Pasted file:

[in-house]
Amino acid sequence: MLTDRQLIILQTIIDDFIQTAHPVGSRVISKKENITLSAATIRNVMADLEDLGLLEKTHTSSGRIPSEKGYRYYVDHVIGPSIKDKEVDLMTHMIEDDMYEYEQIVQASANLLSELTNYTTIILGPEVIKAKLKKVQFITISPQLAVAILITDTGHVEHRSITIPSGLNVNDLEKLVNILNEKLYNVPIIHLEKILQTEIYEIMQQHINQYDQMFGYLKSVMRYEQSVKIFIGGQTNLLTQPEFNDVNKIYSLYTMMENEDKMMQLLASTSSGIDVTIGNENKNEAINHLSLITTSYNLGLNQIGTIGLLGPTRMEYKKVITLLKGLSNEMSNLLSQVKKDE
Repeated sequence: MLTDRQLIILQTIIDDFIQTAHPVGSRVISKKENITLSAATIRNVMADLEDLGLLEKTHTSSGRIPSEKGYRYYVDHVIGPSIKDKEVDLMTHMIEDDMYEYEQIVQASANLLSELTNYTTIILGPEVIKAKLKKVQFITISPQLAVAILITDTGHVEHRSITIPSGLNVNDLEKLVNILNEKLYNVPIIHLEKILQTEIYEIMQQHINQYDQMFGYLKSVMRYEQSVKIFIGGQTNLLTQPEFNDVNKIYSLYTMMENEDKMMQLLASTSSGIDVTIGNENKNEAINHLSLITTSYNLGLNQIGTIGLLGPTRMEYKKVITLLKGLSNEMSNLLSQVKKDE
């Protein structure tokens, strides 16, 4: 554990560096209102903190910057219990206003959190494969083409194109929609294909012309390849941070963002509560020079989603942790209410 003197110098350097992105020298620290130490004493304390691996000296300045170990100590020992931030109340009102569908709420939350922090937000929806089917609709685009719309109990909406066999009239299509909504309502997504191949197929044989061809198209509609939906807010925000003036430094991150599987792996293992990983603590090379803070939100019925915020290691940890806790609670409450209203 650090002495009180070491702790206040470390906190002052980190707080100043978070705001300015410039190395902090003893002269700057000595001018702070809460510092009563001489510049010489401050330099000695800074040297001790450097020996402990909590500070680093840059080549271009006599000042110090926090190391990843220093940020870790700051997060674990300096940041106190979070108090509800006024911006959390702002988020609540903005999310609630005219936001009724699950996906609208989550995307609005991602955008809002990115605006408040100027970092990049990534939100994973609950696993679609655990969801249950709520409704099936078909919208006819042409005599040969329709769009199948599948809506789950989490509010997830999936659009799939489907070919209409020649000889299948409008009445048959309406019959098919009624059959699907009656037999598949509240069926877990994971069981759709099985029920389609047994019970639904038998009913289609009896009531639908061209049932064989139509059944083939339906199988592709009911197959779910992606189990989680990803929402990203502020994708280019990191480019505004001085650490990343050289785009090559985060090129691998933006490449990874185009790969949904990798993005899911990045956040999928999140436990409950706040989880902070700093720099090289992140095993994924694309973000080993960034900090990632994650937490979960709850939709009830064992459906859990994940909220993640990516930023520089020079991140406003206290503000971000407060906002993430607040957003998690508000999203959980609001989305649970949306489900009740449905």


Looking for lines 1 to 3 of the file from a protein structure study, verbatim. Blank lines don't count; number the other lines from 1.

[in-house]
Amino acid sequence: MLTDRQLIILQTIIDDFIQTAHPVGSRVISKKENITLSAATIRNVMADLEDLGLLEKTHTSSGRIPSEKGYRYYVDHVIGPSIKDKEVDLMTHMIEDDMYEYEQIVQASANLLSELTNYTTIILGPEVIKAKLKKVQFITISPQLAVAILITDTGHVEHRSITIPSGLNVNDLEKLVNILNEKLYNVPIIHLEKILQTEIYEIMQQHINQYDQMFGYLKSVMRYEQSVKIFIGGQTNLLTQPEFNDVNKIYSLYTMMENEDKMMQLLASTSSGIDVTIGNENKNEAINHLSLITTSYNLGLNQIGTIGLLGPTRMEYKKVITLLKGLSNEMSNLLSQVKKDE
Repeated sequence: MLTDRQLIILQTIIDDFIQTAHPVGSRVISKKENITLSAATIRNVMADLEDLGLLEKTHTSSGRIPSEKGYRYYVDHVIGPSIKDKEVDLMTHMIEDDMYEYEQIVQASANLLSELTNYTTIILGPEVIKAKLKKVQFITISPQLAVAILITDTGHVEHRSITIPSGLNVNDLEKLVNILNEKLYNVPIIHLEKILQTEIYEIMQQHINQYDQMFGYLKSVMRYEQSVKIFIGGQTNLLTQPEFNDVNKIYSLYTMMENEDKMMQLLASTSSGIDVTIGNENKNEAINHLSLITTSYNLGLNQIGTIGLLGPTRMEYKKVITLLKGLSNEMSNLLSQVKKDE